where V ′ o is the velocity at the vena contracta, whose cross section has a radius a, V ( z ) is the velocity at the section whose radius is r(z), ρ is the density, and p A and p B are the absolute pressures at A and B, respectively.

The average local curvature k of slender threads may be approximately expressed as k ≈ 1 r ( z ) . Therefore, the pressures at points A and B may be simply related to the ambient pressure p a t m by: p A ≈ p a t m + σ a , p B ≈ p a t m + σ r ( z ) , where σ is the surface tension. Substituting these results into Equation (2), we have

1 2 ρ V ′ o 2 + ρ g z A + p a t m + σ a = 1 2 ρ V 2 ( z ) + ρ g z B + p a t m + σ r ( z ) , (3)

Disregarding the surface tension effects on the shape of the jet, then Equation (3) may be rewritten as

V ( z ) V ′ o = [ 1 + 2 g ( z A − z B ) V ′ o 2 ] 1 / 2 . (4)

When applying the continuity equation in terms of conservation of the volume flux, for which π a 2 V ′ o = π r 2 V ( z ) , it is possible to rewrite Equation (4) in the form

r 2 a 2 = [ 1 + 2 g ( z A − z B ) V ′ o 2 ] − 1 / 2 . (5)

Since C c S o = π a 2 , then the area S of any flow cross section is readily obtained from Equation (5) as

S = C c S o [ 1 + 2 g ( z A − z B ) V ′ o 2 ] − 1 / 2 = C c S o ( 1 + H C v 2 h s ) − 1 / 2 , (6)

where H = H ( t ) = z A − z B is the jet height at instant t.

The jet volume V j ( t ) , at instant t, will be given by

V j ( t ) = ∫ 0 H S d h = C c S o ∫ 0 H ( 1 + h C v 2 h s ) − 1 / 2 d h = 2 S o C v 2 C c h s ( t ) [ ( 1 + H ( t ) C v 2 h s ( t ) ) 1 / 2 − 1 ] . (7)

We present next the linear momentum equation, in the form applicable to the unsteady flow in a control volume Ω, limited by the water contained in the bucket at each instant, as (Ássy, 2004)

G + R = ∂ ∂ t ∫ Ω ρ v d Ω + Q m V e n e + Q m V s n s , (8)

where G is the resultant of the applied body forces (e.g. fluid weight), R is the resultant of the forces of contact that act at the walls of control volume; ∂ ∂ t ∫ Ω ρ v d Ω is the momentum variation inside the control volume Ω; v is the

fluid velocity, Q m V e n e and Q m V s n s are the momentum fluxes at the inlet and at the outlet of the control volume, respectively. Q m is the mass flux, V e and V s are the velocities at the inlet and outlet cross sections of the control volume, respectively, and n e and n s are the unit normal vectors at these flow cross sections. The mass flux Q m can be written as Q m = ρ Q , where Q is the volume flux and ρ is the density of the water (mass per unit of volume).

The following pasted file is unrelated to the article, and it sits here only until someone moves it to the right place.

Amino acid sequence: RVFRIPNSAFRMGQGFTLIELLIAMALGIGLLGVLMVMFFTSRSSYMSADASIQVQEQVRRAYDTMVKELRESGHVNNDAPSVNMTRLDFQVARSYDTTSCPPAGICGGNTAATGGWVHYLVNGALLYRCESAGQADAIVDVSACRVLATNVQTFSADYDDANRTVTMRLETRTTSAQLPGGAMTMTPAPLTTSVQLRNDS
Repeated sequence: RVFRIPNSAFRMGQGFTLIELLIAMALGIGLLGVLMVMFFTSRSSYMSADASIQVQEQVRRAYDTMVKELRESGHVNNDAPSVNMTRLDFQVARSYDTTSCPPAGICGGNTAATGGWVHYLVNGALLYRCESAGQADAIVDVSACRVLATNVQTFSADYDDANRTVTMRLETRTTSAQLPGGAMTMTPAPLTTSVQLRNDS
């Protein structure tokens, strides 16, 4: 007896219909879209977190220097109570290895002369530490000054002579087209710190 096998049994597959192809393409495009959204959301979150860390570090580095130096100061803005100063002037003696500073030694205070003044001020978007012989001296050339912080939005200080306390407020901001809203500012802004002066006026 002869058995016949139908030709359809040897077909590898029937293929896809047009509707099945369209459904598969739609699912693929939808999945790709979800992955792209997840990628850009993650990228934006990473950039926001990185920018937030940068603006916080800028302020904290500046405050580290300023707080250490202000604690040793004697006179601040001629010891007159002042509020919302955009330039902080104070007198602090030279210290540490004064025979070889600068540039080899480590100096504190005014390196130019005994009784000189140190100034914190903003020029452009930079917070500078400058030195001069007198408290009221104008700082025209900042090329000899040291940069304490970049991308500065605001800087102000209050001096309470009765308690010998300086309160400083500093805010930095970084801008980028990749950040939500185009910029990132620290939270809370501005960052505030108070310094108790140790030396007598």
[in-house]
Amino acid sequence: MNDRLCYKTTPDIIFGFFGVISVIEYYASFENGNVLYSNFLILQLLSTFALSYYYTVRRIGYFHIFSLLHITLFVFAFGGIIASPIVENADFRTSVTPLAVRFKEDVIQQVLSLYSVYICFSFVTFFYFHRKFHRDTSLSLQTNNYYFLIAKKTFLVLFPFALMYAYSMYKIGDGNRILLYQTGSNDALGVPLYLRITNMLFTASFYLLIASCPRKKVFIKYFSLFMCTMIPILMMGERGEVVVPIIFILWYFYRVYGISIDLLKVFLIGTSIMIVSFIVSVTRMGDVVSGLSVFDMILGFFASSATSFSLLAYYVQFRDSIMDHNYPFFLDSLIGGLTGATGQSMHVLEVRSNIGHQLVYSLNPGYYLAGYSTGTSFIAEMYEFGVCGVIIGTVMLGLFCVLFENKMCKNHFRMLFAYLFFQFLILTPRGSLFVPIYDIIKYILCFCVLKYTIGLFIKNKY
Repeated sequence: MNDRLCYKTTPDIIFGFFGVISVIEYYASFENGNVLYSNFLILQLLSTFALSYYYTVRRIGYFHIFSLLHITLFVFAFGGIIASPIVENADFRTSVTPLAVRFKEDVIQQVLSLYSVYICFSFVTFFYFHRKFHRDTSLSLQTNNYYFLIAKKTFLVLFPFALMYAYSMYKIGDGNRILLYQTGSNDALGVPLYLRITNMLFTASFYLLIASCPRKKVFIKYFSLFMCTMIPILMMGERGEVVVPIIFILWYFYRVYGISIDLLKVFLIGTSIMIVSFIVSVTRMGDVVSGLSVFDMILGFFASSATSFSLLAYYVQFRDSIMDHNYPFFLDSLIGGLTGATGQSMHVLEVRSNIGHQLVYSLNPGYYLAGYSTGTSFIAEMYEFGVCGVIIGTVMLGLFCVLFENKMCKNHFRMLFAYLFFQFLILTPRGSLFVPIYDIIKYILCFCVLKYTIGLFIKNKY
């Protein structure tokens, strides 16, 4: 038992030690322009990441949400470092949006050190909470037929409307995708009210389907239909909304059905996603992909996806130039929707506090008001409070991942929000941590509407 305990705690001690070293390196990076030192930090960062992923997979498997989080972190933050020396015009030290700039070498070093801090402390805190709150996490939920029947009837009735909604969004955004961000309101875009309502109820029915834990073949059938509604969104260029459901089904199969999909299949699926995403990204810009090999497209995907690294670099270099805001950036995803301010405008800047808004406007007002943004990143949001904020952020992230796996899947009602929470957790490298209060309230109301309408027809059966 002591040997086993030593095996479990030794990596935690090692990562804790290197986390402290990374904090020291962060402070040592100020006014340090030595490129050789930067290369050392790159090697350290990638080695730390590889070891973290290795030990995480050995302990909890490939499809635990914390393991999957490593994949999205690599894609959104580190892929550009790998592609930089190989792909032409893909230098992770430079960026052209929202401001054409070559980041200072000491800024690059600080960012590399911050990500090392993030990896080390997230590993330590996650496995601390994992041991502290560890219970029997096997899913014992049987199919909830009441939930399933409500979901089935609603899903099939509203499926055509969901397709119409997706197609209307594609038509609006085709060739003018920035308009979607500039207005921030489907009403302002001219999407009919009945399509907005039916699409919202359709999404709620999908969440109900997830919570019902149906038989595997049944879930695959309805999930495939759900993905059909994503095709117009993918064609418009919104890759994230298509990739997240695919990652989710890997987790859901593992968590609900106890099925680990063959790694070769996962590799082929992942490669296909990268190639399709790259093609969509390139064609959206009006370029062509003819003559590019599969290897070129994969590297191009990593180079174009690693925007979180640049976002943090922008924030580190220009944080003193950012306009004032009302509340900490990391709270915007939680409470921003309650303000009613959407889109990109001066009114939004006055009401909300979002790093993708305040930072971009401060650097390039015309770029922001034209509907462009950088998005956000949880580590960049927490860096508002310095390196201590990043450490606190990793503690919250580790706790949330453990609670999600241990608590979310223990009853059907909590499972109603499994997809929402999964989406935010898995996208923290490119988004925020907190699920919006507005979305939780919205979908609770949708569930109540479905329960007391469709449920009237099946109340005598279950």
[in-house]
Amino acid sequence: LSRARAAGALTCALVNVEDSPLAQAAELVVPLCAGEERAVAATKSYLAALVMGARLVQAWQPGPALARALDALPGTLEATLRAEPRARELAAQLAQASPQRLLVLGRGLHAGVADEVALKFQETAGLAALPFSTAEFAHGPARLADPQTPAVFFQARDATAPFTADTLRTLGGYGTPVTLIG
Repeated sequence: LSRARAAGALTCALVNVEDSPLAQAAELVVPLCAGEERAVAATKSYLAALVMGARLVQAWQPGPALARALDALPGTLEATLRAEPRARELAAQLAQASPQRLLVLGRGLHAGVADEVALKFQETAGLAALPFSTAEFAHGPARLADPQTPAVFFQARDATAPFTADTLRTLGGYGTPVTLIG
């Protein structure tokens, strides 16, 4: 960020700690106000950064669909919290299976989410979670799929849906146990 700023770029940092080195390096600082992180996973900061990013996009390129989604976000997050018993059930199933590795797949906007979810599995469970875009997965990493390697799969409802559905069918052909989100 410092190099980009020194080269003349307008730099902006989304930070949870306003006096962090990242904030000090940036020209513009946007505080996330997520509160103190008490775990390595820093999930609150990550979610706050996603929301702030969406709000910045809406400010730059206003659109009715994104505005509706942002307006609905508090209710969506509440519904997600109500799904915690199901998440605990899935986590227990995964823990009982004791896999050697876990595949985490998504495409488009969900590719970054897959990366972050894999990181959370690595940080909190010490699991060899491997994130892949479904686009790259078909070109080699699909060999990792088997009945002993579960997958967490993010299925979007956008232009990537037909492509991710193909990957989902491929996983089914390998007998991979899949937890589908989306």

The integral ∂ ∂ t ∫ Ω ρ v d Ω in Equation (8) is the time variation of momentum

inside the control volume, which corresponds to a vertical force that decelerates the water mass contained in the upper bucket in its descending motion. During the drainage of the upper bucket, this force acts upward, according to e z (the upward unit vector), decelerating the mass of water in its descending motion. Since, by hypothesis, all the water particles inside Ω move downward with the

same velocity of the free surface V e , then, the integral ∂ ∂ t ∫ Ω ρ v d Ω = ρ ∫ 0 h s ∂ V e ∂ t S e d h , in which S e is the area of the flow cross sections in the upper bucket.

The integral ρ ∫ 0 h s ∂ V e ∂ t S e d h = ρ S e h s ∂ V e ∂ t , in which h s = h s ( t ) is the height of the free surface of the water in upper bucket at instant t. In this expression, ∂ V e ∂ t is the acceleration to which the water in the upper bucket is subjected to during its descending motion. Then, ∂ V e ∂ t = ∂ V e ∂ t ( − e z ) , and, since V e = C d S o S e 2 g h s , results in ∂ V e ∂ t = C d S o S e g 2 g h s ∂ h s ∂ t ( − e z ) .

But, from continuity ∂ h s ∂ t = − C d S o S e 2 g h s , and then, ∂ V e ∂ t = g C d 2 S e ( S o S e ) 2 h s ( e z ) . Then, finally, ∂ ∂ t ∫ Ω ρ v d Ω can be written as

∂ ∂ t ∫ Ω ρ v d Ω = ρ g C d 2 S e ( S o S e ) 2 h s ( e z ) , , (9)

for the upper bucket.

Substituting Equation (9) into Equation (8), and considering that in Equation

(8) the momentum flux Q m V e n e = 2 ρ g C d 2 S 0 2 S e h s ( e z ) and the momentum flux Q m V s n s = 2 ρ g C d C v S o h s ( − e z ) , results in

R b s = G l b s ( e z ) + ρ g C d 2 S e ( S o S e ) 2 h s ( e z ) + 2 ρ g C d 2 S 0 2 S e h s ( e z ) + 2 ρ g C d C v S o h s ( − e z ) , , (10)

in which G l b s is the weight of the water contained in the upper bucket. R b s , as given by Equation (10), is the resultant force acting on the water body contained in the upper bucket in unsteady state.

As far as the lower bucket is concerned, the velocity of the jet as it strikes the bottom of this bucket changes its direction from axial to the radial direction; then,